Why pumpout?

Impacts on human health and the environment

Discharging raw sewage in inland waters and within three miles of the coast is illegal, and it’s bad for human health and the environment. Fortunately, most Washington boaters use pumpouts to dispose of their waste.

Boat sewage can spread disease

Raw or poorly treated sewage in the water can spread bacterial and viral diseases. Human waste in marine waters can also spread Norovirus (formerly called Norwalk), which causes a severe and highly contagious intestinal illness. Norovirus can survive for months in salt water and become concentrated inside shellfish such as oysters, clams and mussels, especially during warm weather.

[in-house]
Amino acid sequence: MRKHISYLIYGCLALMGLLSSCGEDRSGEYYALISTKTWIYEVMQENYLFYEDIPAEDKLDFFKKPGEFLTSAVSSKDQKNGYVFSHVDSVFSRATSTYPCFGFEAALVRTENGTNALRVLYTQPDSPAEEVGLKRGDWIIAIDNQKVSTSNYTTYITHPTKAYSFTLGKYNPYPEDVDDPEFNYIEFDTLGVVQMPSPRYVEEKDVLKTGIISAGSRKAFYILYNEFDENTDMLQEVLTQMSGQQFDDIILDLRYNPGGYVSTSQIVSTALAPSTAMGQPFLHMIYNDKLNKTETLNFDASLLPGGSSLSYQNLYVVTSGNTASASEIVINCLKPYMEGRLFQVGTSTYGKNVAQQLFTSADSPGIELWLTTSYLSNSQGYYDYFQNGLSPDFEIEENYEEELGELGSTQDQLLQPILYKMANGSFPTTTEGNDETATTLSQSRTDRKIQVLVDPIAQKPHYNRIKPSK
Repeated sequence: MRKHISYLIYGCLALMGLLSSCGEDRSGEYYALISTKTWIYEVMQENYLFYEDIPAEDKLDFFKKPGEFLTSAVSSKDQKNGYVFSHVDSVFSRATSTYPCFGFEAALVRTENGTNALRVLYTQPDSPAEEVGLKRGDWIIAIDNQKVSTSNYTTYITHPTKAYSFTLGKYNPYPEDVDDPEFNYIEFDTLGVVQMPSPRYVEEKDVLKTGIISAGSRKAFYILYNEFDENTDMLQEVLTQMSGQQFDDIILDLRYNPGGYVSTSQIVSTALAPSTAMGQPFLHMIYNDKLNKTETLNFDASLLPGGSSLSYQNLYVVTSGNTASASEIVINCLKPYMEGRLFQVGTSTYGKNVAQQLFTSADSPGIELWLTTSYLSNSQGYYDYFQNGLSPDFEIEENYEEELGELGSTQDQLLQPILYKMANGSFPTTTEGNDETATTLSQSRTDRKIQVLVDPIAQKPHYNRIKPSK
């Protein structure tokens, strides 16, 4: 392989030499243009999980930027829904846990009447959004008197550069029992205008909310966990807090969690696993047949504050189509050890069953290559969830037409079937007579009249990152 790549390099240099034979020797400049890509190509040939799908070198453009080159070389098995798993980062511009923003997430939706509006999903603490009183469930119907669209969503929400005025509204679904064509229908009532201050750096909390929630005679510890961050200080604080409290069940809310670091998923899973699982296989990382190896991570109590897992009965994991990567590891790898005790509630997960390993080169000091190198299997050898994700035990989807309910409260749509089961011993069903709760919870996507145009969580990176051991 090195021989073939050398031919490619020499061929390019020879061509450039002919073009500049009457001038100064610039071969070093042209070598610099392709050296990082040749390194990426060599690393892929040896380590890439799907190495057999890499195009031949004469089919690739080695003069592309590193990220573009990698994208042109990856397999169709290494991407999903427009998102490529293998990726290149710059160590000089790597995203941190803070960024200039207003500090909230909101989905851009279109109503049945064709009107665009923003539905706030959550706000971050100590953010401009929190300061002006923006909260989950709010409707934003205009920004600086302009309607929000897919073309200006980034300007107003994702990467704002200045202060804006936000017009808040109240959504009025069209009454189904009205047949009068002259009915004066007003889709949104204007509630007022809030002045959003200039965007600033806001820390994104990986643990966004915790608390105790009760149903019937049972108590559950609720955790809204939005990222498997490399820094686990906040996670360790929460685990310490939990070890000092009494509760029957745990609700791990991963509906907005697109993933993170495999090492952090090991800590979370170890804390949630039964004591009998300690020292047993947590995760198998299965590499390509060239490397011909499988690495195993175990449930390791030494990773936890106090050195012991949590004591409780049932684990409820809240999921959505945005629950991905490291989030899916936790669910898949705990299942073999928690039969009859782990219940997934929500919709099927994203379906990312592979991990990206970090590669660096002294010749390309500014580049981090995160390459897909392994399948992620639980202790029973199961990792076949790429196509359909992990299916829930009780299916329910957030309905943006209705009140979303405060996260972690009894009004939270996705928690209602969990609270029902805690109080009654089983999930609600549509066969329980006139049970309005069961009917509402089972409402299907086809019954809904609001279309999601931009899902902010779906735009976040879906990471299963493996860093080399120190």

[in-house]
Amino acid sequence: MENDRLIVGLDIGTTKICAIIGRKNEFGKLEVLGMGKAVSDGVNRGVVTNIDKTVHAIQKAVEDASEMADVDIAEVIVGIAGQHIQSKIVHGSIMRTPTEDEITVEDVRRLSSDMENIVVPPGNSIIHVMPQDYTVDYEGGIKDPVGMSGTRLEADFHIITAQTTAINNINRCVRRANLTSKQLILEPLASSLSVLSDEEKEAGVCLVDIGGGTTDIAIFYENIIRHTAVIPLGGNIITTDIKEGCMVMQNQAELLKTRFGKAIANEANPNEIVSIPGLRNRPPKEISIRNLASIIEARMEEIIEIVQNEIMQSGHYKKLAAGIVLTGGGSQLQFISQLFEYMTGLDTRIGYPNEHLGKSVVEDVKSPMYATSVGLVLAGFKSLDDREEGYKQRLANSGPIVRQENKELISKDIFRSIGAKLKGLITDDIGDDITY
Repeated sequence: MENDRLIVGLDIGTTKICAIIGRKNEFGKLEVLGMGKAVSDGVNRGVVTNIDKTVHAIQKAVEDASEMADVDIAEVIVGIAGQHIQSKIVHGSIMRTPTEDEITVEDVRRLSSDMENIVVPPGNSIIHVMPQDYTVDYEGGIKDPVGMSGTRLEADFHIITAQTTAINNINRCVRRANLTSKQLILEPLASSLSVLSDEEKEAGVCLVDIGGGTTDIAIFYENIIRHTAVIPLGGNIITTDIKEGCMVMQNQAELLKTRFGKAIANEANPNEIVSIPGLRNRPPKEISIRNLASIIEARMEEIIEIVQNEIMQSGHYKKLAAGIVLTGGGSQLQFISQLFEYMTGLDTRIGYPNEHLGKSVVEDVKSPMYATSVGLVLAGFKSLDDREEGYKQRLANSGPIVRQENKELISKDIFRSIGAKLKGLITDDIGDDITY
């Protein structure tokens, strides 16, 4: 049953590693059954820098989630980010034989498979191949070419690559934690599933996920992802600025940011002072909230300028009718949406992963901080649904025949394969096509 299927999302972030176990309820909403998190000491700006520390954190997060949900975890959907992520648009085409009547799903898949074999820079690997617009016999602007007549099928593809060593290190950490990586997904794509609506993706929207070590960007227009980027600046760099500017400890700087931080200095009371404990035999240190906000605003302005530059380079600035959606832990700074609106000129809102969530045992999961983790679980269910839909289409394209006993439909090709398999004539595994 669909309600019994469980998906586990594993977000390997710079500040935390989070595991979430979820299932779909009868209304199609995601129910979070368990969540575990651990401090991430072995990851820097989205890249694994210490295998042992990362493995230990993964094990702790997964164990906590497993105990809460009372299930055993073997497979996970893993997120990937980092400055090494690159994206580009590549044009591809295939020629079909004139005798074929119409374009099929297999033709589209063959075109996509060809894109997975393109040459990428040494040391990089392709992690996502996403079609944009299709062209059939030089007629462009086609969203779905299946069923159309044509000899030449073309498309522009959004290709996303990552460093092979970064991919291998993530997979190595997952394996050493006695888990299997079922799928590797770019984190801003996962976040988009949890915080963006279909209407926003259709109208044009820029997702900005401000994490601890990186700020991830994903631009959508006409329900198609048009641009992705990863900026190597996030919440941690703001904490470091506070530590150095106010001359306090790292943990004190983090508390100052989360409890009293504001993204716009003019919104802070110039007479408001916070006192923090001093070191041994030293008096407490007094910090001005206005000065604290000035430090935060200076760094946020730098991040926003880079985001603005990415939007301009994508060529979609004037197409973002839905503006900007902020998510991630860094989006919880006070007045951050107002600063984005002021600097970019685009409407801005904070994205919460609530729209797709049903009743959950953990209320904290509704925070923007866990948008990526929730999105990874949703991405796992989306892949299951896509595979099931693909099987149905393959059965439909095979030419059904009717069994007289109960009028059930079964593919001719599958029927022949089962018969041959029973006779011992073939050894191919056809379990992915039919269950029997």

Boat sewage can close beaches and shellfish beds

Sewage in the water can force the closure of swimming beaches and recreational and commercial shellfish beds. The Washington State Department of Health has periodically closed commercial shellfish beds near marinas and mooring fields because of risks from boat sewage.

Boat sewage can harm wildlife

When sewage breaks down, it uses up oxygen in the water and releases carbon dioxide, which can harm fish, shellfish and other wildlife. This is a particular concern in shallow water and areas of low tidal flushing.